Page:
Recruit, Train & Retain our Cyber Warriors to Maintain Dominance and Overmatch
By Colonel Brad Rhodes & Captain (Dr.) Matt Morris
April 27, 2023
The cybersecurity industry is continuing to advance at a rapid pace with innovations and a marketplace of new technologies. The industry is experiencing a shift from on-premises to cloud centric organizational workloads, incorporation of machine learning and artificial intelligence, and introduction of new frameworks to support risk management and security control implementation and evaluation. All of these changes require new skillsets and expertise and matching opportunities in the job marketplace. This prompts the question of how do we recruit, train and retain our cyber warriors to maintain dominance and overmatch?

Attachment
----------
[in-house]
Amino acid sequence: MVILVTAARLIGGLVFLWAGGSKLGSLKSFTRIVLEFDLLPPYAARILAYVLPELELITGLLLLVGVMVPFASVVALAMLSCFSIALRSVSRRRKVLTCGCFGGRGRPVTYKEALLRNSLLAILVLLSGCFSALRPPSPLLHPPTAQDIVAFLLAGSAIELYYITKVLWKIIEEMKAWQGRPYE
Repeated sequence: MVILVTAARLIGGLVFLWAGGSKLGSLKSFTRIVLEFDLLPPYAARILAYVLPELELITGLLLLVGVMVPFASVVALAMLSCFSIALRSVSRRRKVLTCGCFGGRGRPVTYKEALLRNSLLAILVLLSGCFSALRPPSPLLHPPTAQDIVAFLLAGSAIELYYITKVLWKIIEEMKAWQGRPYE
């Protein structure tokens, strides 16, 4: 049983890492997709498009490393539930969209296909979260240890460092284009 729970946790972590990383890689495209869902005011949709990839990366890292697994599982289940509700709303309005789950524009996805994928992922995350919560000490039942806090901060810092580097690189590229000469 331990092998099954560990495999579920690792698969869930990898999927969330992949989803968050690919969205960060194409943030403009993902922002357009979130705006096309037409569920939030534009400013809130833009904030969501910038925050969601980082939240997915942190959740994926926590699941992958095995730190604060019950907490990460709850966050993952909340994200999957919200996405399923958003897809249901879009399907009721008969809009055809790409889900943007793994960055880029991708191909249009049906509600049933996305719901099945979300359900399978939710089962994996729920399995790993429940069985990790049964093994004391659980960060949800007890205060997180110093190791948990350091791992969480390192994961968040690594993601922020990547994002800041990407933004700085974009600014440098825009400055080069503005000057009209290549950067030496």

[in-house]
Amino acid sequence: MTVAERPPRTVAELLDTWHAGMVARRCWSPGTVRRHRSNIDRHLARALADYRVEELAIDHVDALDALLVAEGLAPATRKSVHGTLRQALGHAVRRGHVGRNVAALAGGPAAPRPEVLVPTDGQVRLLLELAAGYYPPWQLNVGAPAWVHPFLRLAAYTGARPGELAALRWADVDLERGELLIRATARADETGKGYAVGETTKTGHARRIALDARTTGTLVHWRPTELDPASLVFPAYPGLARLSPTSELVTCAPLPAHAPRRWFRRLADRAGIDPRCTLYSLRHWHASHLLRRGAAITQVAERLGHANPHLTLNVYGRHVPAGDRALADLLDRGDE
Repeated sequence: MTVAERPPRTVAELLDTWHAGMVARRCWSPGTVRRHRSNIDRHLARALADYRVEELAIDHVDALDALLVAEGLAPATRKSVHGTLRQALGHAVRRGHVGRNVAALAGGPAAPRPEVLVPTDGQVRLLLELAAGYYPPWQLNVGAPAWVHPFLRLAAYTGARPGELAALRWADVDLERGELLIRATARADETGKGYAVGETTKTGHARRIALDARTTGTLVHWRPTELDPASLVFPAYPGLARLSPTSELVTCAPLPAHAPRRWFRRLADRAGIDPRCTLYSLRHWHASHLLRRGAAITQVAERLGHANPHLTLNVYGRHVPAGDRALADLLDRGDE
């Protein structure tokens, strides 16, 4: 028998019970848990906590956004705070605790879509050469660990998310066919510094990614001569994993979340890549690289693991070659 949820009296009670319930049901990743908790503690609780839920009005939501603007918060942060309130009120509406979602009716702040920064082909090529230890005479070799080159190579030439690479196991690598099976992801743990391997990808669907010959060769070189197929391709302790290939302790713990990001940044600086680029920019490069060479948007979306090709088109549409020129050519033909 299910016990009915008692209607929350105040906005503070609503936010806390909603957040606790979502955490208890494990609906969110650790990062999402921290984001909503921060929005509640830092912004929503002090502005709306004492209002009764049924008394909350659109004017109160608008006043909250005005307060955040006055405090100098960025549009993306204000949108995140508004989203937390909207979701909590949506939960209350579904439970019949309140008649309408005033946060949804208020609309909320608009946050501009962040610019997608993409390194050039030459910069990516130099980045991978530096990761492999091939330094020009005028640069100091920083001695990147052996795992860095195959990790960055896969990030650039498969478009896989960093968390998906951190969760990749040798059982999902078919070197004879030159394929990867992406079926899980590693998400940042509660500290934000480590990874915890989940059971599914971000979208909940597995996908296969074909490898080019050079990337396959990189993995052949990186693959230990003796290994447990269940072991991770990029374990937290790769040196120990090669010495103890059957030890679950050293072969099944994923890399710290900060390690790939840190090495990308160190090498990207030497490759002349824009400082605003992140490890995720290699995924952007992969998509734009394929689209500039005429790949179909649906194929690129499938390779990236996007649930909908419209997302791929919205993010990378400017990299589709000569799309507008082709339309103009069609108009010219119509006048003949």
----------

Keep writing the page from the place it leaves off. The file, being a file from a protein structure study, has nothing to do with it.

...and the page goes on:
The attraction, evaluation, and retainment of a cyber workforce in today’s organizational landscape is a requirement to the defense of our critical infrastructure. Although the task is no small order, we have the ability to leverage current processes and resources to ease the task and create efficiency. The current landscape includes the standard of the Department of Defense Manual (DoDM) 8140.03 with resources such as a certification index, role definition with associated qualifications, and a sample work qualification matrix. The updated DoDM takes cues from DoD 8570.01-M which included resources such as a certification table which was the de facto standard for government organizations and DoD contractors when creating labor categories and requirements for positions.